We help families and young adults build confidence with...
What we do?
A Smile for Kids (ASK) looks to impact Oregon communities in several different ways. The most apparent and immediate impact shows in the fact that we seek out under-resourced kids with orthodontic needs who suffer from severe self-esteem issues and bullying. Through partnerships with 60+ orthodontists in Oregon, we provide access to braces and maxillofacial surgery where there was otherwise no access.
How are we funded?
On the back end, we fund our program in a few different ways. We seek grant funding through health and community-service oriented organization and from funds all around Oregon. This includes corporate giving and leverage through other non-profit organizations.
We find individual sponsors who wish to help the kids by sponsoring the entire orthodontic process for that child and in return, we encourage sponsors and the child to communicate with each other. This has added a high level of accountability to the program and given the recipient a stronger sense that there are people out there who care about them. For some of our kids, this is the only place they get to feel that connectedness.
We are launching individual giving campaigns to encourage work, family and school groups to crowdfund or peer2peer fund when one person wants to help but can't afford a full set of braces for a kid who desperately needs them.
Finally, we work closely with all our orthodontic partners to ensure that the in-kind donation of their time and materials makes a difference in their community. Without their help, we would be hard-pressed to make our program happen.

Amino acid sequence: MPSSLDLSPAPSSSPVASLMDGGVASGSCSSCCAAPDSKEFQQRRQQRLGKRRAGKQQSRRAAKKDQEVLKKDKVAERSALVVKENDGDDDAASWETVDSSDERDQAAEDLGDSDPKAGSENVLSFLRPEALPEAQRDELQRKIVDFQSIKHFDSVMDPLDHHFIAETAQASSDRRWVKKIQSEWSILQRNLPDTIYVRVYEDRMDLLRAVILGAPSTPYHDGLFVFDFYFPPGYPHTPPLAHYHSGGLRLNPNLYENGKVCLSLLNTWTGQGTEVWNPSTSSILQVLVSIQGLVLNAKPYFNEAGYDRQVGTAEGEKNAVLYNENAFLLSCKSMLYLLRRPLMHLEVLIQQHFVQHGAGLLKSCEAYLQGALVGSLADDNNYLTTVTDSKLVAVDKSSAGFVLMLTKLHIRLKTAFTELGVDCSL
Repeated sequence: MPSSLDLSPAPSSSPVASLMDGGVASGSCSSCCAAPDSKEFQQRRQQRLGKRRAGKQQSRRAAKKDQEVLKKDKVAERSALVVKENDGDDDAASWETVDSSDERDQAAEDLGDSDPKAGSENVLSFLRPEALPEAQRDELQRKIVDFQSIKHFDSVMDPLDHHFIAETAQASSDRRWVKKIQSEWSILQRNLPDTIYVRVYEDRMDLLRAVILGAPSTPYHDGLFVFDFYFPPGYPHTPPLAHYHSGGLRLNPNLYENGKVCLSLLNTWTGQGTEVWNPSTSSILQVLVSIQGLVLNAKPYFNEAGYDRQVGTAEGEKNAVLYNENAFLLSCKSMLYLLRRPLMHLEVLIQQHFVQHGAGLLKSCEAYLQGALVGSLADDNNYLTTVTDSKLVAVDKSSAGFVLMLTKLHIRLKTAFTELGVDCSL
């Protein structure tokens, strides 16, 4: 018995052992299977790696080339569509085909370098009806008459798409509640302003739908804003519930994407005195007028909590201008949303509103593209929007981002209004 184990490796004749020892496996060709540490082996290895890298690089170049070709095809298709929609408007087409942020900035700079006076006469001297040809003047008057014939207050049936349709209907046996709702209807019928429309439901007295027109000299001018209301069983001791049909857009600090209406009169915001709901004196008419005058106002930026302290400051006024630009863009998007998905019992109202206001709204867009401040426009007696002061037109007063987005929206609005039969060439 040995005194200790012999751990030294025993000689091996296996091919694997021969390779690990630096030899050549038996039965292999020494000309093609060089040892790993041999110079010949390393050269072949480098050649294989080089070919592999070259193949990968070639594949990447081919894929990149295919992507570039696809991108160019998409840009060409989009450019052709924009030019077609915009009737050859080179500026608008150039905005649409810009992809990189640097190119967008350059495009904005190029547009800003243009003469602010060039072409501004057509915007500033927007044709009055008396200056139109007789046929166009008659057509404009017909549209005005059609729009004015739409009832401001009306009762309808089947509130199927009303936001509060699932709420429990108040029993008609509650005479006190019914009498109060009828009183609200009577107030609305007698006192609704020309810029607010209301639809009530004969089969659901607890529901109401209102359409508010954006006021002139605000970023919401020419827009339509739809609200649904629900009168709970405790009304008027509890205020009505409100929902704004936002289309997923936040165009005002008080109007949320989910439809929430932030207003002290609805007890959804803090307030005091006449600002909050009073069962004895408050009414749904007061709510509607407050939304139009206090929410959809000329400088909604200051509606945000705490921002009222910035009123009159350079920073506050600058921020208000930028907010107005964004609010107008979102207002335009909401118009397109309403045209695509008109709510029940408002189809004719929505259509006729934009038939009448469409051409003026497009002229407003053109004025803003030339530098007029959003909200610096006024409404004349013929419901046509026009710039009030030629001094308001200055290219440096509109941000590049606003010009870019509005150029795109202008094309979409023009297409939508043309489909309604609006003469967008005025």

Where do the kids in our program come from?
By building connections to social service networks in Oregon (schools, DHS, churches, after school programs and other family services), we encourage all professionals who are part of an under-resourced kid's life to refer them to us.
What is the scope of treatment for someone in the ASK program?
Naturally, that depends on the individual scenario, but the most treatment involves two years of braces and a strong commitment from the recipient to maintain good oral health as well as a commitment from the orthodontist to see the patient through. That’s why we only work with Orthodontists who have an excellent reputation and are deeply rooted in their community.
Some kids require a full dental overhaul before we start treatment to ensure a high success rate of the orthodontics. Some kids need to have teeth extracted in order to make room for their permanent teeth and some require maxillofacial surgery in order to line up their jaw correctly. In the case of oral surgery, we work with oral surgeons and Shriners to make that happen. The bottom line is that the individual sponsor does not incur any additional charges, just because of the added expenses. Their portion remains at a maximum of $3000 and the child still receives the treatment they need, no matter what.
What do the kids contribute?
In return, we ask three critical things of the kids during the two-year treatment:
Provide at least 4 hours of community service each month
Keep grades at "C" or above
Keep all orthodontist appointments